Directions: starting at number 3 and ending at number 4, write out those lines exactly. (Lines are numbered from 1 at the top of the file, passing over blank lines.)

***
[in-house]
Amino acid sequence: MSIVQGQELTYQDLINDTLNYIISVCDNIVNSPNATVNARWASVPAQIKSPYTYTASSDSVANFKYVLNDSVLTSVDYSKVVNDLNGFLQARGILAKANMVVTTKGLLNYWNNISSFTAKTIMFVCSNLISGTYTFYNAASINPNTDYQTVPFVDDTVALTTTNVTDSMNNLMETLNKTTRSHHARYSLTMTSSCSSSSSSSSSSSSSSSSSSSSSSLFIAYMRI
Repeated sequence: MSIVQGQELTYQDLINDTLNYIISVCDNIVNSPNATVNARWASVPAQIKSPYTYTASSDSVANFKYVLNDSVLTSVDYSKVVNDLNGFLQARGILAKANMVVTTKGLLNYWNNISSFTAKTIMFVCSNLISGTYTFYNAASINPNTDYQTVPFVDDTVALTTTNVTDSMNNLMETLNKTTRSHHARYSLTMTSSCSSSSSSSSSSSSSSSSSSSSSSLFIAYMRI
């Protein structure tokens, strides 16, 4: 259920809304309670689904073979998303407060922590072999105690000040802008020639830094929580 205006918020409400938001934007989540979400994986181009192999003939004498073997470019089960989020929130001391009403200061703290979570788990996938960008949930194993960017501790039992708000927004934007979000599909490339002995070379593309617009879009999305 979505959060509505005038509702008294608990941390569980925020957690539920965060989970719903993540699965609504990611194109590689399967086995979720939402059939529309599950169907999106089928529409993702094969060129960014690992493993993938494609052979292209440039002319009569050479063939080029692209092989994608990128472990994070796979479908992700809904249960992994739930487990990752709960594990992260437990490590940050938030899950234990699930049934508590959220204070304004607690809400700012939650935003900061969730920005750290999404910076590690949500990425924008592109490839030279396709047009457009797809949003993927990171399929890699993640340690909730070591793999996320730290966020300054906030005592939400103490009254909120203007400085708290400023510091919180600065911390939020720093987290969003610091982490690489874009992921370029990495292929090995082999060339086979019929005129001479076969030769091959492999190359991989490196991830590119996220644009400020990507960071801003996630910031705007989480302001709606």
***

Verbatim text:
Repeated sequence: MSIVQGQELTYQDLINDTLNYIISVCDNIVNSPNATVNARWASVPAQIKSPYTYTASSDSVANFKYVLNDSVLTSVDYSKVVNDLNGFLQARGILAKANMVVTTKGLLNYWNNISSFTAKTIMFVCSNLISGTYTFYNAASINPNTDYQTVPFVDDTVALTTTNVTDSMNNLMETLNKTTRSHHARYSLTMTSSCSSSSSSSSSSSSSSSSSSSSSSLFIAYMRI
């Protein structure tokens, strides 16, 4: 259920809304309670689904073979998303407060922590072999105690000040802008020639830094929580 205006918020409400938001934007989540979400994986181009192999003939004498073997470019089960989020929130001391009403200061703290979570788990996938960008949930194993960017501790039992708000927004934007979000599909490339002995070379593309617009879009999305 979505959060509505005038509702008294608990941390569980925020957690539920965060989970719903993540699965609504990611194109590689399967086995979720939402059939529309599950169907999106089928529409993702094969060129960014690992493993993938494609052979292209440039002319009569050479063939080029692209092989994608990128472990994070796979479908992700809904249960992994739930487990990752709960594990992260437990490590940050938030899950234990699930049934508590959220204070304004607690809400700012939650935003900061969730920005750290999404910076590690949500990425924008592109490839030279396709047009457009797809949003993927990171399929890699993640340690909730070591793999996320730290966020300054906030005592939400103490009254909120203007400085708290400023510091919180600065911390939020720093987290969003610091982490690489874009992921370029990495292929090995082999060339086979019929005129001479076969030769091959492999190359991989490196991830590119996220644009400020990507960071801003996630910031705007989480302001709606």